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13 Cash Flow for the Borrower

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14 Is this an acceptable loan? What is the total summed over all cash flows? 200 - $14.44 (16) = - $31.04 Is this reasonable? Say the borrower wants a cost of borrowing no more than 2%. Does this loan cost more than the maximum acceptable rate for borrowing? Compute the NPW using the MARB. If it is positive, accept the loan, otherwise reject.

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15 The NPW as a function of MARB Recall our example, NPW = +200 - 14.44 (P/A, MARB, 16) When MARB is 2%, NPW is > 0, so accept the loan.

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16 Maximum Acceptable Rate of Borrowing (MARB) The maximum acceptable rate of borrowing (MARB) is the interest rate that would be paid if the funds were borrowed elsewhere. The interest rate charged by a bank is often the MARB used.

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17 Future Worth The Future Worth (FW) method compares all cash flows only after they have been measured at a common point in time determined to be the end of the analysis period. To find the FW as a function of i%, we transform cash flow amounts to their equivalent in the future and add them. FW = CF 0 (F/P,i,N) + CF 1 (F/P,i,N-1) + CF 2 (F/P,i,N-2) + … + CF N-1 (F/P,i,1) + CF N

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18 Net Annual Worth The Net Annual Worth (NAW) method, also called the Annual Worth (AW), method compares all cash flows only after they have been transformed into time-equivalent annuities. To find the NAW as a function of i%, we transform the cash flows over time as uniform payments over the length of the project period. NAW = NPW (A/P, i, N) = FW(A/F, i, N)

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19 Equivalence NPW, FW, and NAW all yield the same decision since they are all the representations of the same cash flows at different points of time. NAW = NPW (A/P, i, N) FW = NPW (F/P, i, N) where i = MARR for the investor i = MARB for the borrower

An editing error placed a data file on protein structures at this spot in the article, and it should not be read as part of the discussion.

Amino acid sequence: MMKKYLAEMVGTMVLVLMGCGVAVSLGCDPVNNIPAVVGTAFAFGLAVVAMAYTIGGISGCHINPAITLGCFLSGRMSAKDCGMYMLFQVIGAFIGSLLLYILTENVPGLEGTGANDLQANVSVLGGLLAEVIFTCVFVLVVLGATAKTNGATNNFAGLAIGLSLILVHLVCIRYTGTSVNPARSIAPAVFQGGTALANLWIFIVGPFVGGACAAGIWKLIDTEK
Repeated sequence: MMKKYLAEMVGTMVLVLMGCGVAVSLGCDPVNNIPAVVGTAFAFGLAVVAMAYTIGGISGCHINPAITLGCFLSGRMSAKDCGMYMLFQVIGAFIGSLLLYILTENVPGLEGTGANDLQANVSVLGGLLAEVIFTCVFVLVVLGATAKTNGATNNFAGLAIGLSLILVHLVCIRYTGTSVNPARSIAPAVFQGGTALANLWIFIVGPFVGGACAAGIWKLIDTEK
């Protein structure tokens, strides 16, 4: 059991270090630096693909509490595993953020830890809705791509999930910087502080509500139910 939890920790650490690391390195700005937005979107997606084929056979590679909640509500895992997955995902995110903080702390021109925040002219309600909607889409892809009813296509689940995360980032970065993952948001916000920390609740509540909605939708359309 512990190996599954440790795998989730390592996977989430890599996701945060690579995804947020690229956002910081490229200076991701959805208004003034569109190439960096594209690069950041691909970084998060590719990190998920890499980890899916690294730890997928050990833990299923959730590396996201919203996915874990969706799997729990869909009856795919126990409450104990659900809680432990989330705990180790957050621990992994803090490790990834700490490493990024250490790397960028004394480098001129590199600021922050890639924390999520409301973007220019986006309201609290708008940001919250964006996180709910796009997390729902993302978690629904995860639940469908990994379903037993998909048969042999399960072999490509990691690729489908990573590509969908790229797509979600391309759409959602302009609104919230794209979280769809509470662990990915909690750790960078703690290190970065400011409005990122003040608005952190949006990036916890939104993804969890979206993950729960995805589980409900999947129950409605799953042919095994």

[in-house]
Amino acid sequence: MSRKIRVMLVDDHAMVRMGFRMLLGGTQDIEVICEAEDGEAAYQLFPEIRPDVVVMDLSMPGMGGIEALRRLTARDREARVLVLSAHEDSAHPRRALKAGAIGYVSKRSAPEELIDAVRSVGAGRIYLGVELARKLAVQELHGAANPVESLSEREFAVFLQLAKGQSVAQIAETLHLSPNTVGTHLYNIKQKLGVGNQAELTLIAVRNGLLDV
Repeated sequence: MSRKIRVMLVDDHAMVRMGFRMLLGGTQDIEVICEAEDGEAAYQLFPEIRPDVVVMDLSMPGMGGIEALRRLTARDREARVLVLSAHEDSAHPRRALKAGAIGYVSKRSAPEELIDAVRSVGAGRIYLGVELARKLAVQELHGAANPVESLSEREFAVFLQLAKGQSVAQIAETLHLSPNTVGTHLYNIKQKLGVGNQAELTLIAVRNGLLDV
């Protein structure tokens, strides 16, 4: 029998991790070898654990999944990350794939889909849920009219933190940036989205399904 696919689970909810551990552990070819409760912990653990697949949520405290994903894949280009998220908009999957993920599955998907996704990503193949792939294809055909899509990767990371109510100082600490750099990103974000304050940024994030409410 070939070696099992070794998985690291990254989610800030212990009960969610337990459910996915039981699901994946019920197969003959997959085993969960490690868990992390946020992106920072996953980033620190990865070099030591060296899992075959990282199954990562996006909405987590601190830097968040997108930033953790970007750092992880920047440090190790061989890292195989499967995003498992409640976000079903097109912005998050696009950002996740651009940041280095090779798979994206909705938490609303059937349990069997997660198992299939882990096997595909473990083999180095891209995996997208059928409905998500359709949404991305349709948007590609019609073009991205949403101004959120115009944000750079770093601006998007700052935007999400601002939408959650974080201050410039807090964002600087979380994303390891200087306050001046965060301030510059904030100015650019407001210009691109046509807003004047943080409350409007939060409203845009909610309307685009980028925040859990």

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20 Capital Recovery Cost In most engineering situations, the capital cost has two components I, the investment expended at time 0, and S, the salvage value received at time N.

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21 Capital Recovery Cost (cont’d) Capital Recovery (CR) Cost is the annual equivalent of the capital cost. CR (i) = I (A/P, i, N) - S (A/F, i, N) Other Formulas CR (i) = (I -S) (A/P, i, N) + i S and CR (i) = (I -S) (A/F, i, N) + i I

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22 Example Your company is planning to manufacture a new product. The product requires a machine that the company does not now own. The cost of the machine is $10,000, its life is 4 years, and its salvage value (at the end of the 4th year) is $1,000. With this machine, the new profit from each product is $12. What annual production makes the investment worthwhile? The MARR is 10%.

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23 Example (cont’d) Find the capital recovery costs I = $10,000 S = $1,000 MARR = 10% Useful life N = 4 CR = I (A/P, MARR, N) - S (A/F, MARR, N) = $10,000 (A/P,10%,4) - $1,000 (A/F, 10%, 4) = $10,000 (0.3155) - $1,000 (0.2155) = $3,155-$215.50 = $2939.5

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24 Example (cont’d) Using the shortcuts,we get CR = (I-S) (A/P,10%,4) + (10%) S = $9,000 (0.3155) + (0.1)$1,000 = $2,839.5 + $100 = $2939.5 CR = (I-S) (A/F,10%,4) + (10%) I = $9,000 (0.2155) + (0.1)$10,000 = $1,939.5 + $1,000 = $2939.5

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25 Example (cont’d) Capital recovery costs must equal or exceed revenues to be profitable. CR = $2939.5 = $12x where x is the number of products produced per year. Solving for x, we get x >= 250 units.